Regulations and carbon pricing can work together


On Friday, the Harper government’s new fuel efficiency regulations were published in the Canada Gazette, including the full cost-benefit analysis.

These costs are incremental to the baseline so, for example, technology costs add $195 million (present value) to the costs of the model year 2017 fleet, and add $2.4 billion (present value) to the costs of the model year 2025 fleet.

The incremental technology costs for model year 2017 are expected to be $127 for cars and $162 for light trucks, increasing to $1,856 for cars and $2,453 for light trucks in model year 2025 in order to meet the increasingly stringent standards of the proposed Regulations. In reality, relative changes in vehicle prices and performance may affect consumer choice; however, it is not within the capacity of the analysis to model consumer choice.

PJ Partington of the Pembina Institute defends the new standards and argues that a price on carbon would complement such regulations.

None of this is to say that carbon pricing doesn’t have an important role in tackling emissions from transportation. Carbon pricing would support these regulations by creating more demand for fuel-efficient vehicles and encouraging people to reduce their vehicle use. Carbon pricing would also provide revenues that governments could re-invest in clean transportation options like transit and electric vehicle infrastructure.

We don’t see it as a choice between carbon pricing and efficiency standards: they’re complementary, not alternatives. By ensuring that efficiency continues to improve across the board, standards like these help manage the impact of higher gas prices from carbon pricing, and ensures that they will have plenty of cleaner options to choose from. The Western Climate Initiative, which features a cap-and-trade system, also sees stringent vehicle standards as a key complementary policy to carbon pricing. An economic modeling assessment of climate policy options for Canada that we published in 2009 took the same approach. 


Regulations and carbon pricing can work together

  1. Ha! This Partington feller must be some kind of coward, making these statements from behind the safe walls of a some lefty think tank. He needs to stand up and say these things in the HoC, where CPC sock puppets can yell, “carbon tax, carbon tax” at him repeatedly, for days on end, ad nauseum.

    Come to think of it, the CPC sock puppets may be instructed to accuse him of being a sneaky shill of the NDP and yell “carbon tax, carbon tax” at them instead.

  2. Jeezus Aaron, you are giving an incomplete story by focusing ONLY on costs. Then there are BENEFITS:

    Over the lifetime operation of all 2017 to 2025 model year vehicles, consumers can expect to receive $33.2 billion in pre-tax fuel savings.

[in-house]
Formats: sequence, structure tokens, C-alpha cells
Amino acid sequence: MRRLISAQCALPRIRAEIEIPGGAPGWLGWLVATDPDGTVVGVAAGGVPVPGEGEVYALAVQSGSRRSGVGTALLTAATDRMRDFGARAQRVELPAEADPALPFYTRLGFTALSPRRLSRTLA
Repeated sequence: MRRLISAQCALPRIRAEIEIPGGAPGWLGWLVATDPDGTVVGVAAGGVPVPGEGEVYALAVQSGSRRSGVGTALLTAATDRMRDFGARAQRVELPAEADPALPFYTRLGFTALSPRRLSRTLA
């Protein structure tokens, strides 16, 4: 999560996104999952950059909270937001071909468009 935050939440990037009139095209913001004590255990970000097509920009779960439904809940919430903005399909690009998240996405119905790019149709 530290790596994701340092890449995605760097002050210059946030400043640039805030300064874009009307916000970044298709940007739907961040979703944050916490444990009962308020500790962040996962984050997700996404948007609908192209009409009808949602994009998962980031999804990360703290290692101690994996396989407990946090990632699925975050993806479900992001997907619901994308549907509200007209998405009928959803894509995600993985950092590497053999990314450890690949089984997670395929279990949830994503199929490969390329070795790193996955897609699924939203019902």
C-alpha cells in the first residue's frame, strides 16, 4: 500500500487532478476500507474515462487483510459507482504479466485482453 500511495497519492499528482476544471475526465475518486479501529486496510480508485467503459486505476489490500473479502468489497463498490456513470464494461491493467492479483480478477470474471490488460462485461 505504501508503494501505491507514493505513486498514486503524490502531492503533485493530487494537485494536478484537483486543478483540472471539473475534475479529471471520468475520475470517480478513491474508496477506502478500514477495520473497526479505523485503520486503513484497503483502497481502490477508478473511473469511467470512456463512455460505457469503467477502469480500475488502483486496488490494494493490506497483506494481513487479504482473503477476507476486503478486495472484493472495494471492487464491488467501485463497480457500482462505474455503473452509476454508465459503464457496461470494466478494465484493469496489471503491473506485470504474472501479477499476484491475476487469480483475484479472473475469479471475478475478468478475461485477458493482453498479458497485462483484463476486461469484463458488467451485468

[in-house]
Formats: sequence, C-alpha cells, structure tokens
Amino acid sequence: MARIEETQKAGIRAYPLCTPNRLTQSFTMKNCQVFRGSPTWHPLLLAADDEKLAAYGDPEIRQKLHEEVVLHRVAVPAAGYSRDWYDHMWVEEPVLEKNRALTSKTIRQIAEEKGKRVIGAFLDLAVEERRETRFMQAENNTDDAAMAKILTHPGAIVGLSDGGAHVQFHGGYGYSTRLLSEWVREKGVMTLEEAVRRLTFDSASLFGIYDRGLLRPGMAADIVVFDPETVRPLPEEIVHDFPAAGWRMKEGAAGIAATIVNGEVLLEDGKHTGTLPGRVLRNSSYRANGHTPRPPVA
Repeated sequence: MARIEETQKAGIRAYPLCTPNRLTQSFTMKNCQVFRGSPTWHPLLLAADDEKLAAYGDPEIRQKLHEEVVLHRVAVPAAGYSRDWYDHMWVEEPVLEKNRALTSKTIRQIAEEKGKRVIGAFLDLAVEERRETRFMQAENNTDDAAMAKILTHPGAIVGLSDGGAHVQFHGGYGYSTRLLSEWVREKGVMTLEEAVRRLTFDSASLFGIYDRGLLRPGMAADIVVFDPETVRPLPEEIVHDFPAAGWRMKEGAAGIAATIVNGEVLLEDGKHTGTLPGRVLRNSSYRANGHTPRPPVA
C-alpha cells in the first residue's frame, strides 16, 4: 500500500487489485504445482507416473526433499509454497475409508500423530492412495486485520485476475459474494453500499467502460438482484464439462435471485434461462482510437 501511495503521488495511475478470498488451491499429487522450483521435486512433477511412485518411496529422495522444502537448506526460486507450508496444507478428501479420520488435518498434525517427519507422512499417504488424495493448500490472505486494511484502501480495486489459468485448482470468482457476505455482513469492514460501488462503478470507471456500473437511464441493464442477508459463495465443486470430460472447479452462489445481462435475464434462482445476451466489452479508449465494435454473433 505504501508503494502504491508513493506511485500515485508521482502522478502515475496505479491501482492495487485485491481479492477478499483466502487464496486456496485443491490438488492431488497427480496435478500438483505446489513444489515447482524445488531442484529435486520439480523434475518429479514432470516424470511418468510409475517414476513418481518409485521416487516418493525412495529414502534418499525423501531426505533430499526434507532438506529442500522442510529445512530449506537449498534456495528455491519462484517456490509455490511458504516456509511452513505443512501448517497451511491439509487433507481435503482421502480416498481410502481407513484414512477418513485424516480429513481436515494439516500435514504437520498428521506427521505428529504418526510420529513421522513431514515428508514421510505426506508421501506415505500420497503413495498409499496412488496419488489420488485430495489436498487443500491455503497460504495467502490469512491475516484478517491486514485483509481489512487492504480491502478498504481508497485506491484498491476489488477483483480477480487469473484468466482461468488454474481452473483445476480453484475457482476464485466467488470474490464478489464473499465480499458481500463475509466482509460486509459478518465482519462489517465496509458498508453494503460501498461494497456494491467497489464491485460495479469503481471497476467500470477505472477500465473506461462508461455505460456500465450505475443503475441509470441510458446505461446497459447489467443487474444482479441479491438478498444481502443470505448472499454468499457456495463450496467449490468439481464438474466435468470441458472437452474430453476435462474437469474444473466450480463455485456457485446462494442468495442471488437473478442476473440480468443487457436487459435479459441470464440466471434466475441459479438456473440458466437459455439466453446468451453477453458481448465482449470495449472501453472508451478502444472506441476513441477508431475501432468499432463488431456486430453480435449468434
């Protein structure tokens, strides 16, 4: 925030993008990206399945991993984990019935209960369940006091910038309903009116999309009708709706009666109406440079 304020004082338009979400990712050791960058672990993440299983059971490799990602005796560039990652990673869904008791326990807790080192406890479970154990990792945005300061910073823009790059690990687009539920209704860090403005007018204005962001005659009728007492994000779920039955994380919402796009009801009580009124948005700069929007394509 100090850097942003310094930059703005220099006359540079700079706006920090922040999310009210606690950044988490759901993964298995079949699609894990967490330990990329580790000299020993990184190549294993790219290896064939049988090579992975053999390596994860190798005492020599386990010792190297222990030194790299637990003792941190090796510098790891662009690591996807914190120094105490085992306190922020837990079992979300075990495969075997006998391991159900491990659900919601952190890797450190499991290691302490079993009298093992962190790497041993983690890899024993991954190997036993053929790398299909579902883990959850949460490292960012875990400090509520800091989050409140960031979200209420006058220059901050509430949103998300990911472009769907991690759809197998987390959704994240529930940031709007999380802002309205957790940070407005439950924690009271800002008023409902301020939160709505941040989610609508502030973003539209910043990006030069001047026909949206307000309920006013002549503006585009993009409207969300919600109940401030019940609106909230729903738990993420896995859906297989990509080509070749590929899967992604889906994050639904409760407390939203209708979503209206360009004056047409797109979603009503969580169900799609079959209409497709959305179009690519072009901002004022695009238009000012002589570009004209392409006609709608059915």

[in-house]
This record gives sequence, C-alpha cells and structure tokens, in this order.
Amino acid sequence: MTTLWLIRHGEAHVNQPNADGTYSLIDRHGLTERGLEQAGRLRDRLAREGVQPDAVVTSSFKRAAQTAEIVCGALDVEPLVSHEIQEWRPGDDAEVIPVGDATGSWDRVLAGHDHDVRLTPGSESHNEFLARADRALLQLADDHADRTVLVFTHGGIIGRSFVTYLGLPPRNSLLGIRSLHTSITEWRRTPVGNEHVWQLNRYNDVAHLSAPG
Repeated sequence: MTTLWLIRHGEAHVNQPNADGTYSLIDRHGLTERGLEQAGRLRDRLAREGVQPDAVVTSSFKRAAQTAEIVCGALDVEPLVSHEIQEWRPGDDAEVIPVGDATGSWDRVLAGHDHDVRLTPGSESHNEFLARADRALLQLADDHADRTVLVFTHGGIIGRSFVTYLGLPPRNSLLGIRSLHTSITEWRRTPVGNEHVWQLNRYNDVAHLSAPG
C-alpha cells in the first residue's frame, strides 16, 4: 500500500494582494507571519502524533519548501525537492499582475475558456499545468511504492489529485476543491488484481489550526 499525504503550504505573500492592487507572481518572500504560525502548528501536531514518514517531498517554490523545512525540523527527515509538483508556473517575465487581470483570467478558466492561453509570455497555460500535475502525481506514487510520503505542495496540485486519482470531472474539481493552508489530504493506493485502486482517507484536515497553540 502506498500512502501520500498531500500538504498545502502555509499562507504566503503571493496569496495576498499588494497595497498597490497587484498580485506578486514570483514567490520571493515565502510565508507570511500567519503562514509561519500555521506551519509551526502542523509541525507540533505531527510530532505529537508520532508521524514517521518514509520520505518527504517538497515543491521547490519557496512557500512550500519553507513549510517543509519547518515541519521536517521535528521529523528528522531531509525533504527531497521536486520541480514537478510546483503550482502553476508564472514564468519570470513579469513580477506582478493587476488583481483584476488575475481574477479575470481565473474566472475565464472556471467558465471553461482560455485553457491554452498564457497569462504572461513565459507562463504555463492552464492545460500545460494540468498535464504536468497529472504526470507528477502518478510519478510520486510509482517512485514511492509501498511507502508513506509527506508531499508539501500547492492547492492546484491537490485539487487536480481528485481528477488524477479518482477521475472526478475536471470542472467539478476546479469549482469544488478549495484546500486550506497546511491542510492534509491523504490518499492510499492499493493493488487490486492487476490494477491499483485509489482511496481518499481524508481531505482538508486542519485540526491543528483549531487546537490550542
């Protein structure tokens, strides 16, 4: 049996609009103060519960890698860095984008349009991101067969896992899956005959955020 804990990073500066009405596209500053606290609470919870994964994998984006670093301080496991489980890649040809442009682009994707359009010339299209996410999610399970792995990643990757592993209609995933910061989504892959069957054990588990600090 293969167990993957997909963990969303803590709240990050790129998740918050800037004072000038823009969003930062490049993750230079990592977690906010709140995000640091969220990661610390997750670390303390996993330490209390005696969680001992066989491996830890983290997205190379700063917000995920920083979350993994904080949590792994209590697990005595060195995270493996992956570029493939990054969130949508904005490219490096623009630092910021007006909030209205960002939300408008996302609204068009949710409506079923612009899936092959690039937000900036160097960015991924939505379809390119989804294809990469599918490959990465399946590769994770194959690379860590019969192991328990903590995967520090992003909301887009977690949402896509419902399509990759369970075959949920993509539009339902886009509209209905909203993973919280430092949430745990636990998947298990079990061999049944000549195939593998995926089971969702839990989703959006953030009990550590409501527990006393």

A model year 2017 vehicle subject to the proposed Regulations is expected to recoup the incremental fuel saving technology costs after just over two years of driving.

    A model year 2025 vehicle subject to the proposed Regulations is expected to recoup the incremental fuel saving technology costs after just over three years of driving.

    Total benefits to consumers, including pre-tax fuel savings, reduced refuelling time and additional driving resulting from increased fuel economy, are estimated to be $37.9 billion.

    • Those number show a pretty good ROI for the purchaser of the car, but how about CO2 reduction…some quick number crunching for the 2017 model year car:
      – $150 investment is recouped in 2 years, so $75 per year (fuel) savings
      – at (round numbers) $1 per litre, the fuel savings are 75 litres per year
      – which is roughly 50 kg of carbon per year
      – which is a bit over 100 kg (0.1 tonne) of CO2 per year
      – after 10 years, total CO2 reductions are about 1 tonne

      But would you say that the cost of that tonne was $150, or was it negative $600?

      • You have to look at it from the perspective of the person who is “paying”.

        Two examples:

        1) Say the gov’t decided to pick up the tab through a direct subsidy. The cost to the gov’t (and society) would be $150/tonne (using your numbers). The benefactor gets a $600 gift.

        2) The consumer picks up the cost in the price of the vehicle. He has a negative cost of $600 (again using your numbers). And a positive cost of $150 at day 0, so net he is $450 ahead (not allowing for discounting or inflation).

        • 1) should be: “The consumer gets a $750 gift”


        • Now for the tougher question…how do you suppose Mr Gordon would score this?

          • Based upon previous tweets and blogs? My guess is he wouldn’t.

      • Oops, I now see you already backed the cost out of the savings. ($75 x 10) -$150 = $600. So, part 2 I am double counting the $150. Should be $600 savings or negative $600 cost, not $450.

  3. Does Harper’s base know that he’s doing this? After all, climate change is just a leftist plot created by Noam Chompsky to make God dead and to annoy SUV owners. Or something.

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